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PFC Infertility Doctor Blog

The Infertility Blog

January 06, 2016

Watch her discuss age and fertility decline on KTVU Fox TV.

You can view the live interview with Dr. Ryan by clicking on the link in the blog article or on the KTVU TV website.

December 02, 2015

The holiday season has begun. Excited children, crowded stores, decorations, and holiday parties are all set to descend on us.  But because the winter holidays tend to celebrate families and children, these usually joyous occasions can bring up painful feelings when you are struggling to create and celebrate with a family of your own. In order to feel as good as possible during the holidays, you will need to develop some good holiday coping skills.

Here are a few suggestions:

November 21, 2015

In the embryology lab we track “implantation rates” closely for all the patients we treat.  It’s the number of embryos that implant in the uterus after transfer, divided by the total number of embryos transferred.  When we perform genetic testing on embryos, we can get implantation rates of 50-70% or more regardless of the age of the patient, but only if the patient has a chromosomally normal embryo.  With increasing maternal age, the likelihood of having a normal embryo decreases because older mothers have fewer eggs, and in older age groups such as age 42 and above, as few as 10% of the embryos will have the correct number of chromosomes.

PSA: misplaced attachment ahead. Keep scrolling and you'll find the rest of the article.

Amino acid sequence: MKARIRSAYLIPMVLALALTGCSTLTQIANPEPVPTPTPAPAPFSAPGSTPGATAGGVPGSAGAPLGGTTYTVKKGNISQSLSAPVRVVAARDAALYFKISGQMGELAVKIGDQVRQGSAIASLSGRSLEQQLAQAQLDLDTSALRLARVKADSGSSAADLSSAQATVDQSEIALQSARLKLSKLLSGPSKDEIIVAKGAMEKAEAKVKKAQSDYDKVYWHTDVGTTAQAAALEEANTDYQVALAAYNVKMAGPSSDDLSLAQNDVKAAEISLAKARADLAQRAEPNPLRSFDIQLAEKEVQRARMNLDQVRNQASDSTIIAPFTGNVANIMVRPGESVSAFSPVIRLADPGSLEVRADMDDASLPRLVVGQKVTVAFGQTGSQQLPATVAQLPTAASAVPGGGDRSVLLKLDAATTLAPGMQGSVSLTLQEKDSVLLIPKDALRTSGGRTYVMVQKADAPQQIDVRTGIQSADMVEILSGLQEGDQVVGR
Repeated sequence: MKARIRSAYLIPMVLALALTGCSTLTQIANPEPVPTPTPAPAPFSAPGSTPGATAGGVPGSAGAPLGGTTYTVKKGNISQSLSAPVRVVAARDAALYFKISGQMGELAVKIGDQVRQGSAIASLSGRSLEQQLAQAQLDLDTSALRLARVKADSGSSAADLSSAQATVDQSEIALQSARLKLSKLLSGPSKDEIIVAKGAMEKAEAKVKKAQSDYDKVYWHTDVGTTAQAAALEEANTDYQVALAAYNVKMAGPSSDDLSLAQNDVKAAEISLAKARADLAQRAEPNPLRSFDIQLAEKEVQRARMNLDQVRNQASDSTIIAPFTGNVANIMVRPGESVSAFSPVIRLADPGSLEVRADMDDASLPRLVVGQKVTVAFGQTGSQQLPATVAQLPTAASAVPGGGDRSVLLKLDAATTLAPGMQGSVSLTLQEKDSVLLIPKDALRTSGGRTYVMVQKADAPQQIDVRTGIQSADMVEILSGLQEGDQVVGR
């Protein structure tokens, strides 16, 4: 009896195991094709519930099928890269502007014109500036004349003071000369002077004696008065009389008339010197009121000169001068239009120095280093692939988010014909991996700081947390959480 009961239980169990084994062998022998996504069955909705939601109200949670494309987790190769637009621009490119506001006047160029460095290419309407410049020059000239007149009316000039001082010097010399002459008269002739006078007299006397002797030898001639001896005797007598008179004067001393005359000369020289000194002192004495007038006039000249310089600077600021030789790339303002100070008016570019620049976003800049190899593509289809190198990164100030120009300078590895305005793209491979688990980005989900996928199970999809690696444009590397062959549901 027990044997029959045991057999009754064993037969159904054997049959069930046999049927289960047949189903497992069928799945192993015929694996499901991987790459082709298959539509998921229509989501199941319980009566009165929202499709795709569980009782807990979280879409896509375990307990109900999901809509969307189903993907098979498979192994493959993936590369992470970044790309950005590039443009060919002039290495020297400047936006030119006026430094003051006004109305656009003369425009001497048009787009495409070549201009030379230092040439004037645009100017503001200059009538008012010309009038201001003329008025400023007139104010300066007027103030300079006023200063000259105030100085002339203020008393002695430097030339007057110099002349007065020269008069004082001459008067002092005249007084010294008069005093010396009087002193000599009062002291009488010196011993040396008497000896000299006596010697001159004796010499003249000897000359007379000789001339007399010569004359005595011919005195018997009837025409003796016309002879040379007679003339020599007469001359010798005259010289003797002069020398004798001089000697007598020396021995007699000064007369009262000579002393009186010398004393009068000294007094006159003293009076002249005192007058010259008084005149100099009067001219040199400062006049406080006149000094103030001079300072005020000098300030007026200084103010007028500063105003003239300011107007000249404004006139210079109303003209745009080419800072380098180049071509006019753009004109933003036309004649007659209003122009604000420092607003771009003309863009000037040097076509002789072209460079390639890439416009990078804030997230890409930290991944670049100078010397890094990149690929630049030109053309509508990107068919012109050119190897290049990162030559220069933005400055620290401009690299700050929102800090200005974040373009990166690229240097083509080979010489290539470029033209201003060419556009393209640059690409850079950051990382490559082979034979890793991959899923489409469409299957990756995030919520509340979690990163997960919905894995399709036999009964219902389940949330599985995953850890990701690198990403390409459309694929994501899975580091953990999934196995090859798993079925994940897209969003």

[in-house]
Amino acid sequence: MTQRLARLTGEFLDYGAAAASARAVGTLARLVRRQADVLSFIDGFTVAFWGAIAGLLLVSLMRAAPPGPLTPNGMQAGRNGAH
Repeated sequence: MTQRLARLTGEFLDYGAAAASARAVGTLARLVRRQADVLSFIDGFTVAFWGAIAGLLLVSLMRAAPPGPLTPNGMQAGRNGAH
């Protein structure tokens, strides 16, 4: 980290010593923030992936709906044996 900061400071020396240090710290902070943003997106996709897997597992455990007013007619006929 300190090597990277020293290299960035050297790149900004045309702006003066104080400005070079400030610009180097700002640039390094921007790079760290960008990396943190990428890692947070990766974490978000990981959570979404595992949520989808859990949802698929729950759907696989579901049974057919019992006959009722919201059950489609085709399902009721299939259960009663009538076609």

November 20, 2015

Most women want to do everything in their power to have a healthy baby. And if you’ve been challenged by infertility, chances are you’re even more motivated. But with so much information out there—on the Internet and circulating among family and friends—it can be tough to know what is critical to do—or not to do—during pregnancy.

Three of the most important things? Eat a well-balanced diet, take prenatal vitamins, and get at least 30 minutes of moderate exercise most days of the week. Here are a few more specific guidelines to help safeguard your baby and you.

Fish. Fish is a great source of protein. It’s also low in saturated fat and high in omega-3 fatty acids. That makes it good for your cardiovascular health and for your baby’s fetal growth and development. But there’s just one problem: Some fish are also high in methylmercury, which has been thought to affect fetal and newborn motor and cognitive skills.1,2

November 19, 2015

A divorced couple, who have been battling over the five embryos they froze in 2010, have been ordered by a San Francisco judge to destroy the embryos. PFC's Dr. Carl Herbert weighs in on the decision.

Watch the live interview, including remarks from Dr. Herbert, here.